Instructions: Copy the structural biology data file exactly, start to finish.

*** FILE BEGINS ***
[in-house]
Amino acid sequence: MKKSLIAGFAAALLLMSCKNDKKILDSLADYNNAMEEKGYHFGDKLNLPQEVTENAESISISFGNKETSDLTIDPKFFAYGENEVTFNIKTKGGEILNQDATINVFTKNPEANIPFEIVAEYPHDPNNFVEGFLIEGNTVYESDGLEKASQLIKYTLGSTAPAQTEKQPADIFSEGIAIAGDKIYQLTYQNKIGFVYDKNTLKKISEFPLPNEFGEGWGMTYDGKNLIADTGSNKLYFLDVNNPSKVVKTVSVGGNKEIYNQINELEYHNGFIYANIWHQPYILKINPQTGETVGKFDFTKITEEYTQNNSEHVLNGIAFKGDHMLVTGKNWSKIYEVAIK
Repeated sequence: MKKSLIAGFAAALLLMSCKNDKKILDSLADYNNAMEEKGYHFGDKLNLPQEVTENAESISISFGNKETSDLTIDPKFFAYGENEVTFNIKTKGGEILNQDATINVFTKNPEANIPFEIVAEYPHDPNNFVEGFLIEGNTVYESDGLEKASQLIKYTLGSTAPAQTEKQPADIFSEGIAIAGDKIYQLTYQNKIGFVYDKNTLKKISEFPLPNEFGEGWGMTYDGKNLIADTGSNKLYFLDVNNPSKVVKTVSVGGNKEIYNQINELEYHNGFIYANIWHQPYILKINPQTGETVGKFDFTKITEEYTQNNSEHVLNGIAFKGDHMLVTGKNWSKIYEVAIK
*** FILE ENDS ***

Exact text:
[in-house]
Amino acid sequence: MKKSLIAGFAAALLLMSCKNDKKILDSLADYNNAMEEKGYHFGDKLNLPQEVTENAESISISFGNKETSDLTIDPKFFAYGENEVTFNIKTKGGEILNQDATINVFTKNPEANIPFEIVAEYPHDPNNFVEGFLIEGNTVYESDGLEKASQLIKYTLGSTAPAQTEKQPADIFSEGIAIAGDKIYQLTYQNKIGFVYDKNTLKKISEFPLPNEFGEGWGMTYDGKNLIADTGSNKLYFLDVNNPSKVVKTVSVGGNKEIYNQINELEYHNGFIYANIWHQPYILKINPQTGETVGKFDFTKITEEYTQNNSEHVLNGIAFKGDHMLVTGKNWSKIYEVAIK
Repeated sequence: MKKSLIAGFAAALLLMSCKNDKKILDSLADYNNAMEEKGYHFGDKLNLPQEVTENAESISISFGNKETSDLTIDPKFFAYGENEVTFNIKTKGGEILNQDATINVFTKNPEANIPFEIVAEYPHDPNNFVEGFLIEGNTVYESDGLEKASQLIKYTLGSTAPAQTEKQPADIFSEGIAIAGDKIYQLTYQNKIGFVYDKNTLKKISEFPLPNEFGEGWGMTYDGKNLIADTGSNKLYFLDVNNPSKVVKTVSVGGNKEIYNQINELEYHNGFIYANIWHQPYILKINPQTGETVGKFDFTKITEEYTQNNSEHVLNGIAFKGDHMLVTGKNWSKIYEVAIK